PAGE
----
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NuBus Block Transfer Mode sResource Entries


This Technical Note describes the sResource entries needed in a declaration ROM to inform NuBus masters when a board is capable of receiving or sending block transfers.

[Feb 01 1991]


In addition to normal long word transfers, the NuBus specification defines a number of block transfer transactions. In block mode transfers, the system arbitrates for the bus a single time and then performs a group of consecutive long word transfers before releasing the bus. The reduction in bus arbitration time can result in considerable gains in performance.

Currently, Macintoshes do not support block transfers to or from NuBus cards; however, in the future, this might change. In addition, present NuBus cards can act as bus masters and initiate card-to-card block transfers (e.g., 8*24 GC Card to 8*24 Display Card). The problem is that the master needs to determine what block transfer capabilities a slave has (and future systems may want to ascertain the same). This Note describes the mechanism that is to be used for NuBus cards to register their block transfer capability.

This Note uses video boards as an example, but hardware developers should note that the same principle applies to other types of NuBus boards (e.g., memory expansion, data acquisition, etc.). Apple recommends reviewing the NuBus specification to clarify details about master transfers, locked transfers, and block transfer sizes.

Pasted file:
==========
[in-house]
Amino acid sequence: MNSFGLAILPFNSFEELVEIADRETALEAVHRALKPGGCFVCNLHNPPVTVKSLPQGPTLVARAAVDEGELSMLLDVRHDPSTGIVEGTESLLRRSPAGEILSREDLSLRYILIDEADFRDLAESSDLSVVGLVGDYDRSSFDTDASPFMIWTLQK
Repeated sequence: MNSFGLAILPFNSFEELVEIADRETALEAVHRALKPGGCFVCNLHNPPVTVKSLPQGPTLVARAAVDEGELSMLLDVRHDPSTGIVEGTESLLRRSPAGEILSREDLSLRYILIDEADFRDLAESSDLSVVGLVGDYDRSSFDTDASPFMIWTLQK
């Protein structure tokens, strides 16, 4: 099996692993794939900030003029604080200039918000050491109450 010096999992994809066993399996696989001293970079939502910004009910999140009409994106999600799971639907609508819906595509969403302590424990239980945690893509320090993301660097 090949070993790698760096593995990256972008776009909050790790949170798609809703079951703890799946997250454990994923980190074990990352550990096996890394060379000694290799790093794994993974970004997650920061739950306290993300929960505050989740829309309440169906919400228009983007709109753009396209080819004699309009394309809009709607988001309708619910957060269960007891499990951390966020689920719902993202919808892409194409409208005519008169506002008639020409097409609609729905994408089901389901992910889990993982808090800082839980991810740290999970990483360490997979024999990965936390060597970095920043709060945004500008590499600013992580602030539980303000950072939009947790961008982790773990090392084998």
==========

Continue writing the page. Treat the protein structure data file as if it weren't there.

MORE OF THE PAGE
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Give Or Take?

There are two long word sResource entries which define the block transfer capabilities of the board or mode. The first describes general block transfer information and the second describes the maximum number of transactions for locked transfers (if the board supports them). If the entries specifying block transfer information are omitted, the master should assume that the target board does not support block transfers and should not test for this capability when the entries are not present. It is highly encouraged that new boards being developed do include this information since future system software will most probably only use these entries to decide if a board supports block transfers or not since any method of directly testing the board to identify its capability is liable to cause data loss or weird behavior, including system crashes.